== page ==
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Why Do I Feel Lightheaded? Medications That Could Be Responsible

Someone feeling lightheaded.

Lightheadedness is a feeling of wooziness, like you’re about to pass out or faint. Feeling lightheaded is related to but slightly different from feeling dizzy, which is when you feel unsteady or have problems keeping your balance. Vertigo, on the other hand, is a feeling of being off balance with a whirling or spinning sensation like the room is spinning around you. These symptoms can develop suddenly and put you at risk of falls and injuries.

In addition to the above health conditions, certain medical conditions can make you feel lightheaded, such as low blood sugar, low blood pressure, or dehydration. A lesser-known cause of lightheadedness is a side effect of certain medicines. Please continue reading to learn about some of the medications that can cause lightheadedness.

Why do I keep getting lightheaded for no reason?

If you keep getting lightheaded, there may be something going on in the background that you are not aware of. Common conditions that can cause dizziness and lightheadedness include:

  • Dehydration
  • Panic and anxiety
  • Low blood pressure (especially when you go from a sitting or lying position to standing)
  • Low blood sugar
  • Allergies
  • A viral infection such as the common cold or flu
  • Anemia, a blood disorder caused by low iron levels
  • Motion sickness
  • Balance disorders
  • Inner ear disorders such as benign paroxysmal positional vertigo (an inner ear condition), Ménière's disease, vestibular neuritis (inflammation of the vestibular nerve in the balance organ), and labyrinthitis
  • Circulatory disorders that affect blood vessels and blood flow to the inner ear
  • Disorders of the central nervous system (brain and spinal cord) such as vestibular migraine, arteriovenous malformations, neurodegenerative disorders like Parkinson’s disease, and post-concussion syndrome
  • Migraine
  • Anemia (low levels of healthy red blood cells)
  • Heart attack and stroke
  • Ear or head injury
  • Inner ear infection
  • Medication side effects

You should make an appointment to see your healthcare provider if your lightheadedness is newly developed with no explainable causes or if it is associated with certain head movements and does not get better. Get emergency medical attention if you have additional symptoms with lightheadedness, such as severe dizziness, severe headache, weakness or numbness on one side of your body, confusion, trouble talking or walking, vision changes, hearing loss, chest pain, or shortness of breath.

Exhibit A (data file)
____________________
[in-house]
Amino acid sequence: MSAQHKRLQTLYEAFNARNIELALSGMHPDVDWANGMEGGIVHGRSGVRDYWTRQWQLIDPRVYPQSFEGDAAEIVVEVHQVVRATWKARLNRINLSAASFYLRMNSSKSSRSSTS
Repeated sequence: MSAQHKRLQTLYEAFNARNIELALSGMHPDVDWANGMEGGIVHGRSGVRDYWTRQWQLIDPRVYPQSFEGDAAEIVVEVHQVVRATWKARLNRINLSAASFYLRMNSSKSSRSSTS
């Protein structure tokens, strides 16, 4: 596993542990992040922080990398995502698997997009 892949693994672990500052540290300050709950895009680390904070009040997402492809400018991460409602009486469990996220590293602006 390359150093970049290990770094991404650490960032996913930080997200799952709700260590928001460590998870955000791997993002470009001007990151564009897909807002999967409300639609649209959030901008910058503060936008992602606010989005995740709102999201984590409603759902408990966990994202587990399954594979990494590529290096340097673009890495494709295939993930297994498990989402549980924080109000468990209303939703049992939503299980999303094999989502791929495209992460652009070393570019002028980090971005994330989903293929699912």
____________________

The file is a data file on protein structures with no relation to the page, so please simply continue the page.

What medications cause lightheadedness?

Some of the medications that can make you feel dizzy and lightheaded include:

How do you stop lightheadedness from medication?

Oftentimes, side effects such as dizziness, lightheadedness, balance problems, and other symptoms go away once your body gets used to the medicine. However, sometimes the symptoms occur even after you’ve been on the medication for a few weeks. It’s important to tell your doctor if you feel one or more of your medications is triggering dizziness and lightheadedness. If left untreated, these symptoms can cause possible complications such as falls and injuries. This risk is even higher in the elderly, leading to even worse outcomes.  

Your doctor may lower the dose of the medicine that is causing dizziness and lightheadedness or switch you to a different medication. They may ask you to change the time you take the medication, for example, just before bedtime, to lower your risk of falls. Older adults are more likely to develop lightheadedness and should discuss other drugs and safer alternatives with their doctor if a medicine makes them feel dizzy or lightheaded. 

What precautions should I take if a medication causes lightheadedness?

When you experience dizziness or lightheadedness, sit down or lie down and raise your legs if you can. It might help to drink some water, eat or drink something sweet, and rest until you feel better.

If self-care measures don’t help, make an appointment to see your doctor. They will rule out any serious underlying conditions with a physical examination, laboratory tests, and imaging studies if needed. 

Take the following precautions if you feel lightheaded or cannot maintain balance:

  • Do not drive a car, operate heavy machinery, or perform any hazardous activity until you no longer have symptoms.
  • Use handrails when going up and down stairs and in your bathroom.
  • Get out of bed slowly and rest your feet on the ground for a few minutes before standing up.
  • Practice yoga and other exercises to improve balance.
  • Keep your home clutter-free to avoid tripping and falling.


  1. https://www.healthdirect.gov.au/amp/article/lightheadedness
  2. https://healthy.kaiserpermanente.org/health-wellness/health-encyclopedia/he.dizziness-lightheadedness-and-vertigo.dizzi
  3. https://www.mayoclinic.org/symptoms/dizziness/basics/causes/sym-20050886
  4. https://www.neurologylive.com/view/top-5-cns-causes-dizziness
  5. https://www.epilepsy.com/treatment/medicines/side-effects
  6. https://www.bhf.org.uk/informationsupport/heart-matters-magazine/medical/ask-the-experts/medication-dizziness-and-how-to-stop-it